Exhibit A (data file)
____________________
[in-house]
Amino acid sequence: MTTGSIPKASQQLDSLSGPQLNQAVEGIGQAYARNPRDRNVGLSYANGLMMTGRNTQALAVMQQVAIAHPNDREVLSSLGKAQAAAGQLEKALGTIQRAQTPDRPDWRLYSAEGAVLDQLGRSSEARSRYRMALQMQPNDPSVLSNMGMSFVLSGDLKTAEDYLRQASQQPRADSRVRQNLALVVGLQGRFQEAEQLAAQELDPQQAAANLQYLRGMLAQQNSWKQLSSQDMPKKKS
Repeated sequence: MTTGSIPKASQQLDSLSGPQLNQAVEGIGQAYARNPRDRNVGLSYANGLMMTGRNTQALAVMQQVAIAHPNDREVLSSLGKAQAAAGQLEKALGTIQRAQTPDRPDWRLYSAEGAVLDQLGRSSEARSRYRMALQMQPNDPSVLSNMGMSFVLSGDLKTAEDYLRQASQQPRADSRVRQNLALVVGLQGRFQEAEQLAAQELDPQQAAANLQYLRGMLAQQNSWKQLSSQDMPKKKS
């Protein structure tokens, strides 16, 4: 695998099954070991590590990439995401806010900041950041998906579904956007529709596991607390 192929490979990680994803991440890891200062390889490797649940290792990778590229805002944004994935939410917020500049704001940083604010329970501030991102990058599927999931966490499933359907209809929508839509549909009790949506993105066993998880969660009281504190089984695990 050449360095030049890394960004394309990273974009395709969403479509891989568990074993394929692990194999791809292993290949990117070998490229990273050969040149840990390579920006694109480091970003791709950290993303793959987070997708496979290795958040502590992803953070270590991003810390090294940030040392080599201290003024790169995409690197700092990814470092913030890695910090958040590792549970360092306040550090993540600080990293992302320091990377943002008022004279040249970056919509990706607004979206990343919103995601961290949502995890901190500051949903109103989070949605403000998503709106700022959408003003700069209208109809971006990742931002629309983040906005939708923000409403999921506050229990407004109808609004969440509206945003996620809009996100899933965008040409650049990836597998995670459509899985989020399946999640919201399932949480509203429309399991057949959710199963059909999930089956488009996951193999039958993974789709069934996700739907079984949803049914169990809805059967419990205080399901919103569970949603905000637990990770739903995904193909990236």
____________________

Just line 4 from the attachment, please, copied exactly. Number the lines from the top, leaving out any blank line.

């Protein structure tokens, strides 16, 4: 695998099954070991590590990439995401806010900041950041998906579904956007529709596991607390 192929490979990680994803991440890891200062390889490797649940290792990778590229805002944004994935939410917020500049704001940083604010329970501030991102990058599927999931966490499933359907209809929508839509549909009790949506993105066993998880969660009281504190089984695990 050449360095030049890394960004394309990273974009395709969403479509891989568990074993394929692990194999791809292993290949990117070998490229990273050969040149840990390579920006694109480091970003791709950290993303793959987070997708496979290795958040502590992803953070270590991003810390090294940030040392080599201290003024790169995409690197700092990814470092913030890695910090958040590792549970360092306040550090993540600080990293992302320091990377943002008022004279040249970056919509990706607004979206990343919103995601961290949502995890901190500051949903109103989070949605403000998503709106700022959408003003700069209208109809971006990742931002629309983040906005939708923000409403999921506050229990407004109808609004969440509206945003996620809009996100899933965008040409650049990836597998995670459509899985989020399946999640919201399932949480509203429309399991057949959710199963059909999930089956488009996951193999039958993974789709069934996700739907079984949803049914169990809805059967419990205080399901919103569970949603905000637990990770739903995904193909990236």